Last Tuesday, a footballing Elvis left the building. As we mourn the sad passing of Frank Worthington we mourn too the beautiful game’s last age of individuality.
There are many who would take umbrage with the latter part of that statement. They would point to the meagre eight England caps bequeathed on Worthington, a player of rare ingenuity who performed best when relying on off-the-cuff moments of inspiration rather than adhering to tactical instruction.
They would damn the austere authority of Sir Alf Ramsey, Don Revie, and Ron Greenwood for wasting a generation of virtuoso craftsmen from Charlie George to Alan Hudson; from Stan Bowles to Rodney Marsh; from Peter Osgood to Tony Currie.
They would highlight the startling fact that these naturally gifted maestros, along with Worthington, made fewer appearances on the international stage combined than Theo Walcott. They would then follow that up with a valid claim that the buttoned-up, conservative England of the nineteen-seventies had an inherent distrust of rock ‘n’ roll footballers.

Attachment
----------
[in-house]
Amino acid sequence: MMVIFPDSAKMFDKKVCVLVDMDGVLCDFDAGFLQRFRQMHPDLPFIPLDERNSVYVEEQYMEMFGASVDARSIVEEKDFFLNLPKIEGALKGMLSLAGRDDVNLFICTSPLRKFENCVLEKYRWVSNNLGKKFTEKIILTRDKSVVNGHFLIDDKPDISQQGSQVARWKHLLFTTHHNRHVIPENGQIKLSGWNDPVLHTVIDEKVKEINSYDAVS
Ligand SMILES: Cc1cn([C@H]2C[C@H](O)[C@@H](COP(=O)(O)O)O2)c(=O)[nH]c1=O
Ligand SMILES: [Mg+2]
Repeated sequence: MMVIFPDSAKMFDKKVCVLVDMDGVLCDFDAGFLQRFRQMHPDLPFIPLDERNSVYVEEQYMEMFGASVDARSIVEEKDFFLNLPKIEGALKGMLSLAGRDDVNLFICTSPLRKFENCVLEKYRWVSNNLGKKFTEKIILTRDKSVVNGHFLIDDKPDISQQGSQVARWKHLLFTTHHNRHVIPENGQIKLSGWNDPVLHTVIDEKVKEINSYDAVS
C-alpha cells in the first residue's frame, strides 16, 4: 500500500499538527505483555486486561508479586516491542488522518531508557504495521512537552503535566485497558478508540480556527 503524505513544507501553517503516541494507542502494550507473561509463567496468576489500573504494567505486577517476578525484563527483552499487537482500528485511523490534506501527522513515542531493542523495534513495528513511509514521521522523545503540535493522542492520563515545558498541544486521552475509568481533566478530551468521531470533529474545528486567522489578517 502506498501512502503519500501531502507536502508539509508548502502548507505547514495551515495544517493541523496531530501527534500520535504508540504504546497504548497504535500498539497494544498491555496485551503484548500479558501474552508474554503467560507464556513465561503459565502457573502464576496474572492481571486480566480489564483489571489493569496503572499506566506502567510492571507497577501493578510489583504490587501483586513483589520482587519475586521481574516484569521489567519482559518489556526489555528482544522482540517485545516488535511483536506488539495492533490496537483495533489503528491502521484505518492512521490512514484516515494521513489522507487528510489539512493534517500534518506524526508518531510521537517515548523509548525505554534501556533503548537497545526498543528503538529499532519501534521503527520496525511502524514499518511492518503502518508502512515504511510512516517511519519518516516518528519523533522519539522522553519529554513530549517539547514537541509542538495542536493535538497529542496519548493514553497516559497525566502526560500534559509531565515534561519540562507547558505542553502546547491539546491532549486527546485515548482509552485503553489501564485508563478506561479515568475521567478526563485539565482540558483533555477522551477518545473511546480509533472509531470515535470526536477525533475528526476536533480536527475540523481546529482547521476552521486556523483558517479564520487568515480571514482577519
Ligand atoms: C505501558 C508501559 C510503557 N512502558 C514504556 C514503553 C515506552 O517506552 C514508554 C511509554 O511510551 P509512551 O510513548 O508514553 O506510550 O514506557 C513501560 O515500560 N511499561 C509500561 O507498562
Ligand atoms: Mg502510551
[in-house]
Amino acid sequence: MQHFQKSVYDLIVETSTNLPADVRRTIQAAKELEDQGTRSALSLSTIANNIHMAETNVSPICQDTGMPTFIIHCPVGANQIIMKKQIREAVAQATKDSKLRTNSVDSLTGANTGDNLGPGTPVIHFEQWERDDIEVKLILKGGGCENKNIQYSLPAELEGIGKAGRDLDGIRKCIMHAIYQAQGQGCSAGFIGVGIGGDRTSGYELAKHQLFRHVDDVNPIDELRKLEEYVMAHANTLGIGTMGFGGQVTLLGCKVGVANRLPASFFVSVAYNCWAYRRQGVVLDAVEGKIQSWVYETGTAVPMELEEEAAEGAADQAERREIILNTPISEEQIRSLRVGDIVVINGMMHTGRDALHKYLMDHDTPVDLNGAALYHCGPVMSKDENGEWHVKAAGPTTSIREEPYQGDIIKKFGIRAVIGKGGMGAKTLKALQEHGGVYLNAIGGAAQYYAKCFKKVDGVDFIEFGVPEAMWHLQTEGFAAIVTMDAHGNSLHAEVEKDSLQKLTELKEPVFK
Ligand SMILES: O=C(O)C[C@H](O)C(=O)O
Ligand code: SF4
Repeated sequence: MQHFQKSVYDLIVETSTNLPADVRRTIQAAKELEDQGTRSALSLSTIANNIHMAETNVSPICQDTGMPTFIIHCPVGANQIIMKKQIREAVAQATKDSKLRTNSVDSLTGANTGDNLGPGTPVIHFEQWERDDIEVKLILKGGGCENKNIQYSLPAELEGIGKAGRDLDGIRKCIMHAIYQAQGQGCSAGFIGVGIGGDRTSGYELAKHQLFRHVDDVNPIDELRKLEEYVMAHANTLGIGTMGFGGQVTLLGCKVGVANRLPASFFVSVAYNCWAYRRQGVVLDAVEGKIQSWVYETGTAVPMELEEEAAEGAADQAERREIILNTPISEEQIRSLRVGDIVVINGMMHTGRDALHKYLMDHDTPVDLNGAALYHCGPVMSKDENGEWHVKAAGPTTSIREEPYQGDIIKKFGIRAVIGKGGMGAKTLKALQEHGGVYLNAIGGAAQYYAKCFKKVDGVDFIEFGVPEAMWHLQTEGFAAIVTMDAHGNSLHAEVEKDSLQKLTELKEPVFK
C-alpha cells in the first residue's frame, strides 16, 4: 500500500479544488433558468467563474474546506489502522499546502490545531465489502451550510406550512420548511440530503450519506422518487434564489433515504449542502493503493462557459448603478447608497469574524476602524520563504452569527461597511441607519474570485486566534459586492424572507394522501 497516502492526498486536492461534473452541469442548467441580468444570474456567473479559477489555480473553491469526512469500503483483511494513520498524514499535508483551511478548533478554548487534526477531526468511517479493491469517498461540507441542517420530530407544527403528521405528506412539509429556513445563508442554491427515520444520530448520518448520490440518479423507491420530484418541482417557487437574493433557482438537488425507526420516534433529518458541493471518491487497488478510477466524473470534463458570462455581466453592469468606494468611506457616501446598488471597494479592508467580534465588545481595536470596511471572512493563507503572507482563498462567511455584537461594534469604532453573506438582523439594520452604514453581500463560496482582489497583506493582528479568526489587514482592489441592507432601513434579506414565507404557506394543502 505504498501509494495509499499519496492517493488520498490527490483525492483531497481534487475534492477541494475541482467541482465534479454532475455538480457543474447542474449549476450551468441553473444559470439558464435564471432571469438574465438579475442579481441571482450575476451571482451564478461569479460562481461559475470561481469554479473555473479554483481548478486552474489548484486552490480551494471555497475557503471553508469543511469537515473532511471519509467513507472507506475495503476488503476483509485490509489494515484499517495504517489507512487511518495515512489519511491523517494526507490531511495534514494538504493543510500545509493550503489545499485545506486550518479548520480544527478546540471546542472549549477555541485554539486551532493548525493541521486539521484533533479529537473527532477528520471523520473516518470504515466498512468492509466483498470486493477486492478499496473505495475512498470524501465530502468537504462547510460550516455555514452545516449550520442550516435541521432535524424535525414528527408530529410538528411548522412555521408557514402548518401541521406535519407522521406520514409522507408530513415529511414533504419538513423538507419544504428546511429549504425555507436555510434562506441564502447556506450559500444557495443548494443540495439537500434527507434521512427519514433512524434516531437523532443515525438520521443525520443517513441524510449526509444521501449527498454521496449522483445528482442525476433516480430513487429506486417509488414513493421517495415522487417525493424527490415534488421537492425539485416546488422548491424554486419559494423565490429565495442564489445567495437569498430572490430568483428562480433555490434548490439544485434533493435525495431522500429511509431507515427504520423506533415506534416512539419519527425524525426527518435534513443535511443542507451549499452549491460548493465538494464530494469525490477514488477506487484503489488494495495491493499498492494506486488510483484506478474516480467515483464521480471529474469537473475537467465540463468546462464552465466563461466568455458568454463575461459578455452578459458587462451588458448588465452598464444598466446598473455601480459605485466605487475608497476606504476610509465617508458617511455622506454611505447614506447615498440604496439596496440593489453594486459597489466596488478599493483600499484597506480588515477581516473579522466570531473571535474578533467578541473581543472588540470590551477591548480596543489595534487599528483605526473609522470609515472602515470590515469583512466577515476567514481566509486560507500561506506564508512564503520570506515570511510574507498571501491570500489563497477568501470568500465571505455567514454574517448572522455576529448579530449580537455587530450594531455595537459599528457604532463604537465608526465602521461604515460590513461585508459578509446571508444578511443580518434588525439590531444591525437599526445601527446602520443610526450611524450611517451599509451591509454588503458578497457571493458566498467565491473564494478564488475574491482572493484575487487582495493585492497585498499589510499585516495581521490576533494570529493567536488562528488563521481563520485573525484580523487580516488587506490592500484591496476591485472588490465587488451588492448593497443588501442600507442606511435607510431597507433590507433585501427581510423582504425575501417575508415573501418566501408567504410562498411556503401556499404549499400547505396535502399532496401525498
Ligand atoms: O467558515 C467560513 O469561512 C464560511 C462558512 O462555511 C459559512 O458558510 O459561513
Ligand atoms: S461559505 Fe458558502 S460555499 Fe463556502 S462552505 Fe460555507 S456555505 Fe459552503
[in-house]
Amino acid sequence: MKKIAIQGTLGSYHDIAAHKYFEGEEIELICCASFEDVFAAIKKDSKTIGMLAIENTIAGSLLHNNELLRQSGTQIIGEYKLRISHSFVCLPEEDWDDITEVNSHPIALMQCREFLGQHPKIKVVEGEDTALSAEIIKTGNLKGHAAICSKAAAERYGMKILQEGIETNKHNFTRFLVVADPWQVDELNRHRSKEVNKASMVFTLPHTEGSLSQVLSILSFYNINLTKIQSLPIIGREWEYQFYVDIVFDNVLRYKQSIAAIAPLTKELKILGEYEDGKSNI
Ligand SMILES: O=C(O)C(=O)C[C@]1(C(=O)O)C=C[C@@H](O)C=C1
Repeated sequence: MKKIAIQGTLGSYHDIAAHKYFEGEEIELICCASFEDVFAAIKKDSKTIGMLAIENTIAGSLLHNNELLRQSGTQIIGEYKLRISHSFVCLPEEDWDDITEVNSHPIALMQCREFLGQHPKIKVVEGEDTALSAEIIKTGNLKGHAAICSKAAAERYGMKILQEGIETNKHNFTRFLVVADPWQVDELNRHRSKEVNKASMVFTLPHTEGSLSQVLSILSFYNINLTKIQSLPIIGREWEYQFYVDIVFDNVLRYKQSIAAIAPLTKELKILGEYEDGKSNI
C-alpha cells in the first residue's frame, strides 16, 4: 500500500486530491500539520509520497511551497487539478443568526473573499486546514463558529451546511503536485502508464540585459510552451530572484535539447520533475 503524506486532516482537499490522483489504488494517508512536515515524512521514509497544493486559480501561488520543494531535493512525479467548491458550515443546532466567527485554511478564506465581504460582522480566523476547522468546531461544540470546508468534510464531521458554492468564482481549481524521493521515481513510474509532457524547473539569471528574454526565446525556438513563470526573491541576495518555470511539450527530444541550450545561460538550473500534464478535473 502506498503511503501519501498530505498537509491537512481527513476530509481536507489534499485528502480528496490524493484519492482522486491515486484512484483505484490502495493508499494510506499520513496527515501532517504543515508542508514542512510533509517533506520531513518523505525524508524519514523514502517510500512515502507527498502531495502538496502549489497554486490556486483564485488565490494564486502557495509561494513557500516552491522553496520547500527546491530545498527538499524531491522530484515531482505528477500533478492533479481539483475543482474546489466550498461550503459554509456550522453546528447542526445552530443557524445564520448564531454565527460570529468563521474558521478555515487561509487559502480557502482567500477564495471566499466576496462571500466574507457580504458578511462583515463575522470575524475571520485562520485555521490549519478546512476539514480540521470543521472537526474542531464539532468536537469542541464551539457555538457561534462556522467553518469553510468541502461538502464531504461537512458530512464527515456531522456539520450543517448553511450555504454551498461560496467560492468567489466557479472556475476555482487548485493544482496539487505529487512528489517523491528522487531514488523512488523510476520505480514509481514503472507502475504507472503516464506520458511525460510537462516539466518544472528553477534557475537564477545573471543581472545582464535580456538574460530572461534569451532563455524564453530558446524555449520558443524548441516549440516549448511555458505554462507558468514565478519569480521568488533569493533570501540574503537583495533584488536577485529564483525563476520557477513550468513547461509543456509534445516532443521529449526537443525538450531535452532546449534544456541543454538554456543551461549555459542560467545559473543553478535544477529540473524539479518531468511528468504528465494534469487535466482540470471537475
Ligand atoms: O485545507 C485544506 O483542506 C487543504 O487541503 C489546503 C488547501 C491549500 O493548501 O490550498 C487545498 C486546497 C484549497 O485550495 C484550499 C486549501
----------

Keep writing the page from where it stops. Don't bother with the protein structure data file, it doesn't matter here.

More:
These people, of which there are many, would claim there was never an age of individuality at all.
Yet these people are wrong, hopelessly wrong; this large collective who have built up an industry of retrospective angst in recent years, pegging these greats as ‘mavericks’ and dedicating books and theses to decrying how the game’s ‘characters’, with their flair and flares were pushed to the margins in that grim decade in favour of more conventional talent. Because their sole focus rests on the English national football team and who cares about them, right?
Seriously, who cares if England didn’t reach a major tournament between 1970 and 1980? It was a lifetime ago, let’s move on. Who cares that we were denied the opportunity to impress our cousins on the continent with a forward line consisting of mischievous magicians?
Sure it sucked for the players in question that their immense ability was never properly acknowledged at the highest level but frankly their free-will and love for a pint – as well as some fun with the barmaid who served it – was always going to cost them dear in this regard.
If you kick against the system then the system is going to kick back and there is nothing more establishment in our national game than our national team.